Before enforcing an exculpatory clause, both prongs of the test are examined, to-wit: (1) whether there was a disparity of bargaining power between the parties (in terms of a compulsion to sign a contract containing an unacceptable provision and the lack of ability to negotiate elimination of the unacceptable provision) . . . and (2) the types of services being offered or provided (taking into consideration whether it is a public or essential service).
The two-prong test describes what is generally known as a “contract of adhesion,” more particularly explained in Schlobohm:
It is a contract generally not bargained for, but which is imposed on the public for necessary serviceon a “take it or leave it” basis. Even though a contract is on a printed form and offered on a “take it or leave it” basis, those facts alone do not cause it to be an adhesion contract. There must be a showing that the parties were greatly disparate in bargaining power, that there was no opportunity for negotiation and that the services could not be obtained elsewhere.
Scope of the Release
Because there is no genuine
issue of material fact as to what the release provides, whether or not Anderson
read and signed it, whether or not she agreed to its terms, or the
circumstances under which she signed it, we are required to ascertain whether
the district court erred in its application of the law in granting summary
judgment in favor of the party benefited by the release. State
by Cooper v. French, 460 N.W.2d 2, 4 (
As held in Schlobohm, a release of liability will not be enforced if (1) it “purports to release the benefited party from liability for intentional, willful or wanton acts,” or (2) it is ambiguous in scope. Schlobohm, 326 N.W.2d at 923. There is nothing in the Curves release that expressly exonerates the club from liability for any intentional, willful, or wanton act. Thus, we consider whether the release is ambiguous in scope.
Whether an agreement is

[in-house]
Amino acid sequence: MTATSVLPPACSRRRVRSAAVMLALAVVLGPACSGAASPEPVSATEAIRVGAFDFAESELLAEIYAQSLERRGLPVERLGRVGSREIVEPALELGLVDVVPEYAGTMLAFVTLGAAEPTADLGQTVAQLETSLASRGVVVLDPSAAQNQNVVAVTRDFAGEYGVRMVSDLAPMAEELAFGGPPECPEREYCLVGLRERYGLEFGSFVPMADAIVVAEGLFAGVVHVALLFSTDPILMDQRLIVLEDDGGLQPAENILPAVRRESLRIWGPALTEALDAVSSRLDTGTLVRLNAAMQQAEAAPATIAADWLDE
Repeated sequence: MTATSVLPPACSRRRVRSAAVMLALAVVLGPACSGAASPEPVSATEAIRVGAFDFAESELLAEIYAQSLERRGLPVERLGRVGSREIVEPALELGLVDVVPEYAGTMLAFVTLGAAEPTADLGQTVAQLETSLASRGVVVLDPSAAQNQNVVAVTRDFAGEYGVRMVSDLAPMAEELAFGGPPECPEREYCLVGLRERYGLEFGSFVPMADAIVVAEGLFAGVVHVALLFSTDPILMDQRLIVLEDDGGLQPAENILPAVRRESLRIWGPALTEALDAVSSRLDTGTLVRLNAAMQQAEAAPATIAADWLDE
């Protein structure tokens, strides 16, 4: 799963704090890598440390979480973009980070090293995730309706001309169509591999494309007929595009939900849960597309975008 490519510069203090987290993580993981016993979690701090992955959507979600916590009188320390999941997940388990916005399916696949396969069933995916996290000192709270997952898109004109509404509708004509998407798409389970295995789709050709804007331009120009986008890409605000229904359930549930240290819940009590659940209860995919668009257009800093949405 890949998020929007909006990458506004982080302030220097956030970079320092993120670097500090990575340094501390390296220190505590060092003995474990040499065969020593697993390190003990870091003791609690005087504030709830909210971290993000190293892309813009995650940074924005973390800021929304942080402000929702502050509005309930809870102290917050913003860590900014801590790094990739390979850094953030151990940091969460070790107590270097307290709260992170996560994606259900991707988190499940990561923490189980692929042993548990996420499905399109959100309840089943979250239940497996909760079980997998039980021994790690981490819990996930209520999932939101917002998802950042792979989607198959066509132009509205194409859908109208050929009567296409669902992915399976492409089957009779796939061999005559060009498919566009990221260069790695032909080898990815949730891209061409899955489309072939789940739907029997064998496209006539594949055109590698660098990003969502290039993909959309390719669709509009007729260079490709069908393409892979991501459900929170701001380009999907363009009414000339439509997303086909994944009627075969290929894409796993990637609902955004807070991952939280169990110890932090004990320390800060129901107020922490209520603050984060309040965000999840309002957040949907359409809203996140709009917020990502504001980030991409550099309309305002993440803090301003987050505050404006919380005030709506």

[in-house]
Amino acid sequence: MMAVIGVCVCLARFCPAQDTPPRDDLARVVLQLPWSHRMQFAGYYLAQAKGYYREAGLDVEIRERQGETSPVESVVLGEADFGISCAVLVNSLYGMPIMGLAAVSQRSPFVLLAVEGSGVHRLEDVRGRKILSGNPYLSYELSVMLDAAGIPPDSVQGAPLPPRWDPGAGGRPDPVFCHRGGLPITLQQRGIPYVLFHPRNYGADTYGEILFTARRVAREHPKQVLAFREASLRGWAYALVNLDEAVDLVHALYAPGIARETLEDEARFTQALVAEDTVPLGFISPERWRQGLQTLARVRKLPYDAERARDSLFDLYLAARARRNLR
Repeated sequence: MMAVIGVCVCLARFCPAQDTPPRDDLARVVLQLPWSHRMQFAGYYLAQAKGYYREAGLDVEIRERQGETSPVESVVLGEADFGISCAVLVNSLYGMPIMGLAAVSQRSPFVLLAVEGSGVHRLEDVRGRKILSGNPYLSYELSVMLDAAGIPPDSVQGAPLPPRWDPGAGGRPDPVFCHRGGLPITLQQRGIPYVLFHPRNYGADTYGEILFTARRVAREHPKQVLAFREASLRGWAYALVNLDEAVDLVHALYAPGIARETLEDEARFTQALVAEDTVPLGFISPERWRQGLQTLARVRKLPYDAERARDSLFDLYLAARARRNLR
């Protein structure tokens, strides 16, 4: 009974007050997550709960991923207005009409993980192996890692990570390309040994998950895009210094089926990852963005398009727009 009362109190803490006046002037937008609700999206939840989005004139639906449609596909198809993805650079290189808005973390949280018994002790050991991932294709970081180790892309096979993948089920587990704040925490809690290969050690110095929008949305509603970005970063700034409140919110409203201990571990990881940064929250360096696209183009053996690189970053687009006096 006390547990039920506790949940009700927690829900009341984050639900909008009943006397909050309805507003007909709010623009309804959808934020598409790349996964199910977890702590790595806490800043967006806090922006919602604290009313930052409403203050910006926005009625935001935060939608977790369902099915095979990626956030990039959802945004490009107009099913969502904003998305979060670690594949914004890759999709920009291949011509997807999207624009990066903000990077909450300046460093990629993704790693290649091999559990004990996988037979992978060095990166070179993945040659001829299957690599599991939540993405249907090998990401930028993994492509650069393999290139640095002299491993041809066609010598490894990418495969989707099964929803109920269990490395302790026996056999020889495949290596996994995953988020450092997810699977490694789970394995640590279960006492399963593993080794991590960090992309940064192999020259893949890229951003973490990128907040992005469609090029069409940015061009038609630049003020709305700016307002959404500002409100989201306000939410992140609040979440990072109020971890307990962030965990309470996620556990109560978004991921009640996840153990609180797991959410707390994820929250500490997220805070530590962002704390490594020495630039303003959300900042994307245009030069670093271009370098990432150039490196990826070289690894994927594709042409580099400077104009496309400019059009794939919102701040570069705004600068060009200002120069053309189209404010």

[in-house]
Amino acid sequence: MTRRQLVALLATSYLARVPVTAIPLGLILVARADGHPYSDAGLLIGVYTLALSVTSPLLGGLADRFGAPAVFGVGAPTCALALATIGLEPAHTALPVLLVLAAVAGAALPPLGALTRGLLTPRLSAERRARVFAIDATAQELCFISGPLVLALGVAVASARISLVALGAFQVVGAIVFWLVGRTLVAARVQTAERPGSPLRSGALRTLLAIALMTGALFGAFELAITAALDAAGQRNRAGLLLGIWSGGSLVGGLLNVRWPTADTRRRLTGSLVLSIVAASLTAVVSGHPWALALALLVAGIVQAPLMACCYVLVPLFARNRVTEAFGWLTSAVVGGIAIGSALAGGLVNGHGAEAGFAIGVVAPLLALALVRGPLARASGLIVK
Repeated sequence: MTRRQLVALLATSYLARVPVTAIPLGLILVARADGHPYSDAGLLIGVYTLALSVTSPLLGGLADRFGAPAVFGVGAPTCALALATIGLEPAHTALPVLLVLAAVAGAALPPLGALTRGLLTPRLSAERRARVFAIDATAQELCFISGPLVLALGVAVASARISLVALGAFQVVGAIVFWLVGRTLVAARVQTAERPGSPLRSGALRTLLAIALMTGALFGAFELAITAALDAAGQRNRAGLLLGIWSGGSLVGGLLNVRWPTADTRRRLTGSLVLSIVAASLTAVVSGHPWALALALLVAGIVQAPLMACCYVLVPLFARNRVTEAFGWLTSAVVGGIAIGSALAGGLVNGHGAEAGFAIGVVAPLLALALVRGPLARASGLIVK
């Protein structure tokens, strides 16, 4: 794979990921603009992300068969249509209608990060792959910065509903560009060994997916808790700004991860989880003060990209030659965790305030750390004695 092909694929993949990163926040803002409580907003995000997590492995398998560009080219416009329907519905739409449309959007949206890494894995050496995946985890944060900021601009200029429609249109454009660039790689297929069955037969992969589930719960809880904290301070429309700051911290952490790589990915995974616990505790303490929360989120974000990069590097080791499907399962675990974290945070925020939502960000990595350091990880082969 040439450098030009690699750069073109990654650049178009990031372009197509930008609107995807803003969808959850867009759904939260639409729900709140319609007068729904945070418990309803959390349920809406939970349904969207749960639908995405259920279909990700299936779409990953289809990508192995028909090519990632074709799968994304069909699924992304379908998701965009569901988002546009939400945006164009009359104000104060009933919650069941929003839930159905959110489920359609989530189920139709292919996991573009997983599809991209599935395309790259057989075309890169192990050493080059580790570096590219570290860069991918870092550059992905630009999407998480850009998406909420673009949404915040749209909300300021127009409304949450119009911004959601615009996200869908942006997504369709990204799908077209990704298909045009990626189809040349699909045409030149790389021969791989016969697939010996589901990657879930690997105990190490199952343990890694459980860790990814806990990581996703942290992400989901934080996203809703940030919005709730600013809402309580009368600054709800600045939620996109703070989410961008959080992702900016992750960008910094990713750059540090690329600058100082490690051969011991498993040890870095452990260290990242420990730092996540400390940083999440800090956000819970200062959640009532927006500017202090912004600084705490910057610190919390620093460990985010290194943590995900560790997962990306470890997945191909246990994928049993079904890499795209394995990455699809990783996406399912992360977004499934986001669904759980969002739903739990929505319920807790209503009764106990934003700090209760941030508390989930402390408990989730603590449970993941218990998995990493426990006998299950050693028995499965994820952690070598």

ambiguous is a question of law. Blattner v. Forster, 322 N.W. 2d 319,
Although the supreme court in Schlobohm interpreted the release as applying only to acts of negligence, the language of the release was broader than that, purporting to release Spa Petite from
any claims, demands, injuries, damages, actions or causes of action, whatsoever, . . . and member does hereby . . . release . . . Spa Petite from all such claims, demands, injuries, damages, actions or causes of action, and from acts of active or passive negligence . . . .
Despite the breadth of the language of the Schlobohm release, it was clear that it exonerated acts of negligence on the part of Spa Petite because the release expressly so provided, and it was negligence of which Spa Petite was accused. The court held the release not to be ambiguous.
The vice of ambiguous
language is that it fails precisely and clearly to inform contracting parties
of the meaning of their ostensible agreement.
Because ambiguous language is susceptible of two or more reasonable
meanings, each party might carry away from the agreement a different and perhaps
contradictory understanding. In the
context of a release in connection with an athletic, health, or fitness
activity, the consumer surely is entitled to know precisely what liability is